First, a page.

For instance, Hilary points out fairly that Barack does not have her experience in national and international affairs. She implies he is naive and does not have the "how to" skills to get the job done properly.

Needless to say, there are many who suggest that the practice of seeking design criteria from the heads and hearts of your clients - particularly from their subconscious or emotional response - is similarly untested.

Hilary rightly warns that designing and building a nation is a project of profound importance - that it is complex, fraught with difficulty and full of risk - and therefore that sticking to tried and true methods is the best course.

Similarly, making major changes to a home involves critically important decisions, for many people the most important financial decisions of their lives. Such projects are often very complicated, and there is no question that the experience of those who "lead" the process matters a great deal.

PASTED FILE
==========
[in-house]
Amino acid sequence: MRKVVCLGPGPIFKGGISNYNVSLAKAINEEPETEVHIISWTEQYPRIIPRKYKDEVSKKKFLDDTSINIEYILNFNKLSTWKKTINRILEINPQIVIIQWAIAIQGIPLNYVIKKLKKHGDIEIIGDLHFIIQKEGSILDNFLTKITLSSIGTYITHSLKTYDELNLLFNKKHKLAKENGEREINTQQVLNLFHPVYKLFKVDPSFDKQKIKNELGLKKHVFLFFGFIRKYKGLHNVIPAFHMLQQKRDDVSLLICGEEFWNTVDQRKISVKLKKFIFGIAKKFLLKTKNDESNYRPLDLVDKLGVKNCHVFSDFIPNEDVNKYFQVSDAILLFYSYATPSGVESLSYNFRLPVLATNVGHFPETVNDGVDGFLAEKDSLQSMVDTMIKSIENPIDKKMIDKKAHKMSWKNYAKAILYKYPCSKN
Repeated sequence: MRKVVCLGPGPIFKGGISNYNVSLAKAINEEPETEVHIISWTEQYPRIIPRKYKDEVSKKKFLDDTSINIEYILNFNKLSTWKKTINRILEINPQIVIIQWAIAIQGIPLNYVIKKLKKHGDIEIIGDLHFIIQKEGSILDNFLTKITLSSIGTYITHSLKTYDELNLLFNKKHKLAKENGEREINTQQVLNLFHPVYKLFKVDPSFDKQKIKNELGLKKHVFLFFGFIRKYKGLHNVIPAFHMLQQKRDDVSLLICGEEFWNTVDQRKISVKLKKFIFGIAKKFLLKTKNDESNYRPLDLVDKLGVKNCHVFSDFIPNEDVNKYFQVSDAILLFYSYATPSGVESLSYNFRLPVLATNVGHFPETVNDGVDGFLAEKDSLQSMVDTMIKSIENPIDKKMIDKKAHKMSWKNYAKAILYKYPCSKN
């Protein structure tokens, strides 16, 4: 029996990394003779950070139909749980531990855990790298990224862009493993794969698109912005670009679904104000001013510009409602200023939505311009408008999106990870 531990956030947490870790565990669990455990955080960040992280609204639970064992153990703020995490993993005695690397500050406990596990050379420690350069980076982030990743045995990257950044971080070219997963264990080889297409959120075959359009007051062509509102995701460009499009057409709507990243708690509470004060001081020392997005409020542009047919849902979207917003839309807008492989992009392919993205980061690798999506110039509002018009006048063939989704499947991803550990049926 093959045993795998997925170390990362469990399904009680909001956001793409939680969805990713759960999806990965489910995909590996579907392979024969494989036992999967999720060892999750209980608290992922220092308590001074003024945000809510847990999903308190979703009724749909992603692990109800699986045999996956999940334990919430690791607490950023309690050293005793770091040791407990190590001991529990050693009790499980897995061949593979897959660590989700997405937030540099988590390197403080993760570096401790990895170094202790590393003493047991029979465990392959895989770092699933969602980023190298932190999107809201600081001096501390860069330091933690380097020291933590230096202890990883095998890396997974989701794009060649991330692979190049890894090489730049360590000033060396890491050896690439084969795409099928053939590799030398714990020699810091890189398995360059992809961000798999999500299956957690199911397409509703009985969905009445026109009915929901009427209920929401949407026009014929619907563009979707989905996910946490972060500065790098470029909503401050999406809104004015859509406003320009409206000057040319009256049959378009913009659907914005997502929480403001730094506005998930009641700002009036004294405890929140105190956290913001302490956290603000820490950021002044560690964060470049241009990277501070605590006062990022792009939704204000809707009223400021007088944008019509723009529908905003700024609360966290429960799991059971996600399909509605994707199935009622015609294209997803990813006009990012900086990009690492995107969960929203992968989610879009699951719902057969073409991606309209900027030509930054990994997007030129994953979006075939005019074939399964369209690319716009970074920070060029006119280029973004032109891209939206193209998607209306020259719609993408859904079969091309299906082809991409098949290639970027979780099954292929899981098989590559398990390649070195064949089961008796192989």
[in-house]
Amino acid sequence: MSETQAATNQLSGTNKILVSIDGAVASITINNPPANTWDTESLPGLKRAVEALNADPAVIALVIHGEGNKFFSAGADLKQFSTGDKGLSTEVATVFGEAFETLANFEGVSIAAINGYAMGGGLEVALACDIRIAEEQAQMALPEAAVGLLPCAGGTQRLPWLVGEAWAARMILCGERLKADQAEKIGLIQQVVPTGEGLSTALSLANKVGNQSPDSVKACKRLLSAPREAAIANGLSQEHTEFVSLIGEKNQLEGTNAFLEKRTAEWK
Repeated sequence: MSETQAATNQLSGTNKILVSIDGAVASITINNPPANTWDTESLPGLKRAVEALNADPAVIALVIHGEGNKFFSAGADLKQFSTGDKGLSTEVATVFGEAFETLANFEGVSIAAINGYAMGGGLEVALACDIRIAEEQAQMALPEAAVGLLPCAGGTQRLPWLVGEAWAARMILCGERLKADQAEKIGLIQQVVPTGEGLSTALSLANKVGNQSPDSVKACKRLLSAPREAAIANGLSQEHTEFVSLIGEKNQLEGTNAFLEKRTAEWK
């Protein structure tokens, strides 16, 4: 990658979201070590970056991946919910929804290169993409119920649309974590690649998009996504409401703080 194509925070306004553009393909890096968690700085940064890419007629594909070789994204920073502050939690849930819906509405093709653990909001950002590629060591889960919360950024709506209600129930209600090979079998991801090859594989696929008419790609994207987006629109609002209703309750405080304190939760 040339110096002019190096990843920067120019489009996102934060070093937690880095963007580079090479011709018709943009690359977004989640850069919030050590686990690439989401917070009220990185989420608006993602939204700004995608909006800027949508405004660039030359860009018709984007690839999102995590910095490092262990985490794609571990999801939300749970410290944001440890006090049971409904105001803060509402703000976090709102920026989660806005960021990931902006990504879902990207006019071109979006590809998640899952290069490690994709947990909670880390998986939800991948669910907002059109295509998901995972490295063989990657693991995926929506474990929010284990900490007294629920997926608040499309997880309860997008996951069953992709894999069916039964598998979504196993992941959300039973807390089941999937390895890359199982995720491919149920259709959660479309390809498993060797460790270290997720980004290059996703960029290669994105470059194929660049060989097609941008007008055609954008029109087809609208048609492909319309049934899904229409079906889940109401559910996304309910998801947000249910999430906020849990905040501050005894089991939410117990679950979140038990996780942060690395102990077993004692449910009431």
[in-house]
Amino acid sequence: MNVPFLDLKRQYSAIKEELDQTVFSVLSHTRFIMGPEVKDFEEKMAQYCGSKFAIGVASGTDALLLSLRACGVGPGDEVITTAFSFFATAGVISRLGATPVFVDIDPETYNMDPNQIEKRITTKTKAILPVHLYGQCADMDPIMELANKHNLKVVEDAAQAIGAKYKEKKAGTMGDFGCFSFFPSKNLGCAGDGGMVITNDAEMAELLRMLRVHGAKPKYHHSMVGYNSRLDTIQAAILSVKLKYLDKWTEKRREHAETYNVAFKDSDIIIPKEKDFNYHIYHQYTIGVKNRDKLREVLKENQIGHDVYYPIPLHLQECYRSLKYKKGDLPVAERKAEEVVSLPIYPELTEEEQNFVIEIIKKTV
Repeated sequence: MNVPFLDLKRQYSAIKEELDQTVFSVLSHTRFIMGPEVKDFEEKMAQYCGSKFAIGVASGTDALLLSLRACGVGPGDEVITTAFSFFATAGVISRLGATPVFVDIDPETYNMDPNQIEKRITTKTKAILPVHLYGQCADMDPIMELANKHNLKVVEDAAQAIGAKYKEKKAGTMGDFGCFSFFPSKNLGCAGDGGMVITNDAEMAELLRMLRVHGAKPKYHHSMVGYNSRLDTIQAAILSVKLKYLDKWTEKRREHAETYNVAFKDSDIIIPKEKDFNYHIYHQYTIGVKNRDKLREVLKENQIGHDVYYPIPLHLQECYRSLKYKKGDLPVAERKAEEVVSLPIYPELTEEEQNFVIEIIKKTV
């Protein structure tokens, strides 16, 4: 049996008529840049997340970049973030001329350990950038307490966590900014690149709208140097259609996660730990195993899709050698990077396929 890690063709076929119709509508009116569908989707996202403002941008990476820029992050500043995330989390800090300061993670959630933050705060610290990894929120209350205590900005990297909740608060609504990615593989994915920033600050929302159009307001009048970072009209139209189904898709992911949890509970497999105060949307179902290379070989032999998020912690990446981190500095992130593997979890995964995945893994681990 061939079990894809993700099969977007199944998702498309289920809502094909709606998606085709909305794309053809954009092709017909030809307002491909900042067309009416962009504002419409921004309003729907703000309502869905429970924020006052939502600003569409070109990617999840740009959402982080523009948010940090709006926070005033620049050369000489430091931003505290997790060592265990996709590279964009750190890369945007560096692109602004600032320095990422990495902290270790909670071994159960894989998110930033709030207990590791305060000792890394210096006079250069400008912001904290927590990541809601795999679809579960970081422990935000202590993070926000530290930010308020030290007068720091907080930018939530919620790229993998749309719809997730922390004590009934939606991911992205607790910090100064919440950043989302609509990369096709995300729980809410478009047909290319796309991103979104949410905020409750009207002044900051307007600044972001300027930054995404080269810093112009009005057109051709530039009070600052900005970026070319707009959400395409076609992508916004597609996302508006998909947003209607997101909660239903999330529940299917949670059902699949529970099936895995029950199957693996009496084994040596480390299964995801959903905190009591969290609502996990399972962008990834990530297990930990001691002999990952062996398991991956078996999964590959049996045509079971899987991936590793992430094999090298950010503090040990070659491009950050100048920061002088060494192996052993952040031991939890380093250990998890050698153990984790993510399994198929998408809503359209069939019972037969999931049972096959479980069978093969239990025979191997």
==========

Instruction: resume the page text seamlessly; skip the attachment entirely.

Further, there are plenty of "tried and true" methods used in everyday architectural practice, and despite their limitations (and there are many), they do indeed have a proven track record.

So in both cases, there are legitimate arguments against the ideas of the agents of change.

Change is risky. Change can cause upheaval and disruption. Change requires people to learn new things, take chances, alter the habits with which they have grown comfortable, and in the end...change does not necessarily guarantee a better result.

So given that, why do so many people in America seem so eager for it?

Because they are not happy with the status quo.

The pundits always have a ready list of labels for why not - the state of the economy, the state of our various military adventures, the state of the environment, the state of social and religious values, the state of our civil liberties - but in truth, it is mostly about the state of our "feelings."